I found a company called Natural Area Rugs that sells rugs made from all-natural materials such as jute, sisal, and even seagrass. These rugs really look amazing and do not emit any VOCs. You can find these wonderful rugs on

Indoor mold growth

The spores of molds are always present in the air in very small quantities. They normally do not pose any health hazards. However, when mold spores land in a spot that is humid and warm, they can start to grow and produce very high quantities of spores. This can lead to various health effects and can damage wood and fixtures.

You can check for molds by looking at places that often become wet, and/or places where food scraps can linger. The kitchen and bathroom are common areas of mold growth, areas to check are:

  • bathroom mat
  • bathroom tile grout lines
  • shower curtain decoloring
  • around the toilet
  • walls near boilers and other water heaters
  • window frames
  • houseplants (the pots, soil, and nearby walls)

Mold is quite easily recognized by dark (often black or dark green) dots or stains and patches.

Chemicals, cleaning products, and paints

Surprisingly even cleaning products are a source of indoor air pollution. They are often made of various chemicals that are released into the air when they are used or during storage.

Check if your chemicals and cleaning products are of natural origin. Otherwise, they could be emitting a variety of potentially hazardous compounds into your indoor air. It is best to use natural products and to make sure they are not leaking or have spilled in your storage area.

Paint can be another source of indoor air pollution. They can release gases that can be harmful to your health, especially when you have just painted. You can often tell by the smell that comes from your paint that it is emitting potentially harmful compounds. Therefore, make sure you are airing during painting, and keep your ventilation system on and in good condition.

According to an extensive study on the release of Volatile Organic Compounds (VOCs) during and after painting, it is recommended to at least not use the painted room for 14 days. Another option is to use low-VOC paint.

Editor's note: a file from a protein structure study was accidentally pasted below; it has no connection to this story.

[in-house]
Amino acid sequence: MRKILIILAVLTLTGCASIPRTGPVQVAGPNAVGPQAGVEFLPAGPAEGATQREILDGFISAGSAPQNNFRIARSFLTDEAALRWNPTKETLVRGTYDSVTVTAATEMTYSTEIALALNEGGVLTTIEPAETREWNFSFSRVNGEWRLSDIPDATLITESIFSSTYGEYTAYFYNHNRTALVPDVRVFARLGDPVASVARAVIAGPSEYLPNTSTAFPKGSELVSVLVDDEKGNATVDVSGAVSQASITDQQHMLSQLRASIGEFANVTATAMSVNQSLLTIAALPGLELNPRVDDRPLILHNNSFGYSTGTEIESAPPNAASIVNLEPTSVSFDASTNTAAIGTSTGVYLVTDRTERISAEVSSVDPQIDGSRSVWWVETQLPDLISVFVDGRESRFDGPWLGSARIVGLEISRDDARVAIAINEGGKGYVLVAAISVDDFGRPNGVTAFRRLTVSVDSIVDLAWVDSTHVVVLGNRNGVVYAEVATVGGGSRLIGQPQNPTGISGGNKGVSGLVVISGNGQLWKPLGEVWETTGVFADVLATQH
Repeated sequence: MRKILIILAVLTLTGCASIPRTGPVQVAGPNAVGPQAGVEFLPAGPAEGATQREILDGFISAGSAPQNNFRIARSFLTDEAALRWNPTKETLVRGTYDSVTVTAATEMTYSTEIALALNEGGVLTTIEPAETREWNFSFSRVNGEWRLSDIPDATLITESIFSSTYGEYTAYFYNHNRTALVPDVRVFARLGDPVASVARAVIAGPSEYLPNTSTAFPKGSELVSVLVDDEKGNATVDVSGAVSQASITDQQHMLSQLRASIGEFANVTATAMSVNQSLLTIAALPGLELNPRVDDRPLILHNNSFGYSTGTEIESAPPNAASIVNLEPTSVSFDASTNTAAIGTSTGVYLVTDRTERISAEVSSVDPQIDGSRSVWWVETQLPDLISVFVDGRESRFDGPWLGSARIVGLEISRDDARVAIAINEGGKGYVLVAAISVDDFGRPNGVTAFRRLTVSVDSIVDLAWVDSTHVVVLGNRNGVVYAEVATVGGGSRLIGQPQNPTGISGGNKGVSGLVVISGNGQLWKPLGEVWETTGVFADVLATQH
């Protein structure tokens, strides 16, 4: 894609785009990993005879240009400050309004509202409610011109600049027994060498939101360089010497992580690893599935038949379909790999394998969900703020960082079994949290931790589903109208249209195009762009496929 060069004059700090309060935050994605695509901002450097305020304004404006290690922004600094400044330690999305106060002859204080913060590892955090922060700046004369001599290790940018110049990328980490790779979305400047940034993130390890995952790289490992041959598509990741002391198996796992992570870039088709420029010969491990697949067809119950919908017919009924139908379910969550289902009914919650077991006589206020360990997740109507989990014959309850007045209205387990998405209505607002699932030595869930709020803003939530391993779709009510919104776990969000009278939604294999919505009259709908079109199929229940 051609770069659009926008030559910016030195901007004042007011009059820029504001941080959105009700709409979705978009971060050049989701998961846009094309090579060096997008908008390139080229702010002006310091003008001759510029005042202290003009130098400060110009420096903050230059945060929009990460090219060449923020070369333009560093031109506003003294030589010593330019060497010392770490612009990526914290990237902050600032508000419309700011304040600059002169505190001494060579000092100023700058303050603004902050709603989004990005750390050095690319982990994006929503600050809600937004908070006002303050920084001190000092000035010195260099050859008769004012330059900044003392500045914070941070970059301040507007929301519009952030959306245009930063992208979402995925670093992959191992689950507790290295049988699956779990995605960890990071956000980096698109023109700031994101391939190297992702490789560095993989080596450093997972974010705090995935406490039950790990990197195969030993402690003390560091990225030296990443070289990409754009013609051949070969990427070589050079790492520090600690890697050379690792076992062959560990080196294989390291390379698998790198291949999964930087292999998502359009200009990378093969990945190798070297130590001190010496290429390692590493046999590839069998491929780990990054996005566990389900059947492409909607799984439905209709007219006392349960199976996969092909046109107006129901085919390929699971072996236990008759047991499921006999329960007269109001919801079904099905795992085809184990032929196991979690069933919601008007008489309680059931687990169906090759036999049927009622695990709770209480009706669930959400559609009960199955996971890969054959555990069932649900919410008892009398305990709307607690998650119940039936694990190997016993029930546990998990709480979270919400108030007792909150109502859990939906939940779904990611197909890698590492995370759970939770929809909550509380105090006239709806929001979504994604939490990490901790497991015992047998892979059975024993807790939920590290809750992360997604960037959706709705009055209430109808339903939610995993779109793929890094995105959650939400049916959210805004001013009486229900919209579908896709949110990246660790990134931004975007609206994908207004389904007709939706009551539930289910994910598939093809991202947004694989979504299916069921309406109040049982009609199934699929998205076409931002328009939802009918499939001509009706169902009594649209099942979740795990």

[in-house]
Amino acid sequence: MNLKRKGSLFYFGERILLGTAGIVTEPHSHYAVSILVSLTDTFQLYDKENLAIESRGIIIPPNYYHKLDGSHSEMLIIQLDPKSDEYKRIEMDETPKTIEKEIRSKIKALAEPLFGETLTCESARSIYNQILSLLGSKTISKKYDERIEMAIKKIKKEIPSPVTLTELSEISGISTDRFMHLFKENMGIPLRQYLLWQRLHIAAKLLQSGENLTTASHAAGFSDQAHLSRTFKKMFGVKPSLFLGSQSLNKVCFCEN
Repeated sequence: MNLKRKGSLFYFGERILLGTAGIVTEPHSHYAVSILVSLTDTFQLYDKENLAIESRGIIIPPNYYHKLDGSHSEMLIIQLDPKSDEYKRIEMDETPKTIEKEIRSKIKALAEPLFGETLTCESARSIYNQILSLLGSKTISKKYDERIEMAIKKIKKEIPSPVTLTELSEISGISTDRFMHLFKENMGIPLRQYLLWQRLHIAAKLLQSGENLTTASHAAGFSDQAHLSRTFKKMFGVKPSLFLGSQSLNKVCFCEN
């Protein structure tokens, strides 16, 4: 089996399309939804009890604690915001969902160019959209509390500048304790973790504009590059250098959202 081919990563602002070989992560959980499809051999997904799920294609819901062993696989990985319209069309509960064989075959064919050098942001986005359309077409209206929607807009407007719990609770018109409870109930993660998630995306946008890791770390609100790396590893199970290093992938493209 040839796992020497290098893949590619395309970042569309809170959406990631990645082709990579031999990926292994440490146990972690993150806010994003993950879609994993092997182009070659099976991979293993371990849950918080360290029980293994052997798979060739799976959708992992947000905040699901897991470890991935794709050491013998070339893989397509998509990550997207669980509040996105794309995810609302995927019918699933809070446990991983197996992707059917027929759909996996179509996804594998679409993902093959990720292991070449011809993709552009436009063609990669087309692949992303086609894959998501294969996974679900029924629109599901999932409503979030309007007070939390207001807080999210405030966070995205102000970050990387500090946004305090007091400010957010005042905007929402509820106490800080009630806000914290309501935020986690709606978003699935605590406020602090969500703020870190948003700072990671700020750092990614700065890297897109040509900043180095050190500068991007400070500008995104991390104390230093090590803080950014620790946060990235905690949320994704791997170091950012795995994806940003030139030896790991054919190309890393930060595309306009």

Ventilation system functioning

The most important method of preventing poor indoor air quality is your ventilation system. It should be running all the time and has to be in good condition to function properly.

Therefore, a good indication of your indoor air quality is the condition of your ventilation system. You should regularly check, clean, and replace your ventilation filters, vents and grilles to keep them in good condition. You can quickly identify if they need cleaning by how dirty they are.

Additionally, make sure to replace your ventilation filters approximately twice a year. This will depend on how quickly they get dirty, whether you have pets, and if you have preexisting respiratory issues.

What about test kits?

I looked around at the available test kits and am not convinced they are a good investment. Most of them only test for a handful of compounds, some are really expensive, while others are single-use.

The most important aspect of indoor air quality and therefore an air quality tester is that you become aware of pollutant levels over time. There will always be spikes of for example CO2, and at that moment you will want to be notified and open an extra window.

Therefore, I would highly recommend purchasing an air quality monitor. Especially one that continuously measures the most common indoor air pollutants. These pollutants include CO2, VOCs, formaldehyde, mold, radon, fine dust, and CO. You can read all about them in my article.

Air quality monitors

To make sure you are always aware of your indoor air quality and harmful substances in your house, an air quality monitor is an excellent tool. An air quality monitor can measure airborne chemicals, temperature, and humidity, depending on the device.

If you are interested in buying an air quality monitor, I would recommend choosing a model that measures a wide range of air pollutants. In this way, you never have to worry if you are missing just that one compound that is causing problems.

I found a Norwegian company called Airthings, that produces excellent air quality monitors. They are easy to operate (just wave your hand in front of the device) and send their data to an app on your phone.

Therefore, I recommend the Airthings Wave Plus. This air quality monitor not only measures airborne chemicals such as VOCs but also CO2 levels, temperature, humidity, and radon.

Discount on Airthings air quality monitor

By using this link to the Airthings Wave Plus air quality monitor you will get a discount of about 10%!

Do plants improve indoor air quality?

Plants are often mentioned as a means of cleaning indoor air. However, while they do have some positivie impact on a few air pollutants, their effect is often heavily exaggerated.

There seem to be many blogs on the internet claiming that NASA published a list of the best houseplants to purify your indoor air. The truth, however, is that plants should never be a substitute for good habits such as ventilation and regular cleaning. If you are interested, you can read my article on houseplants here.

Infographic on how to check the air quality in your home.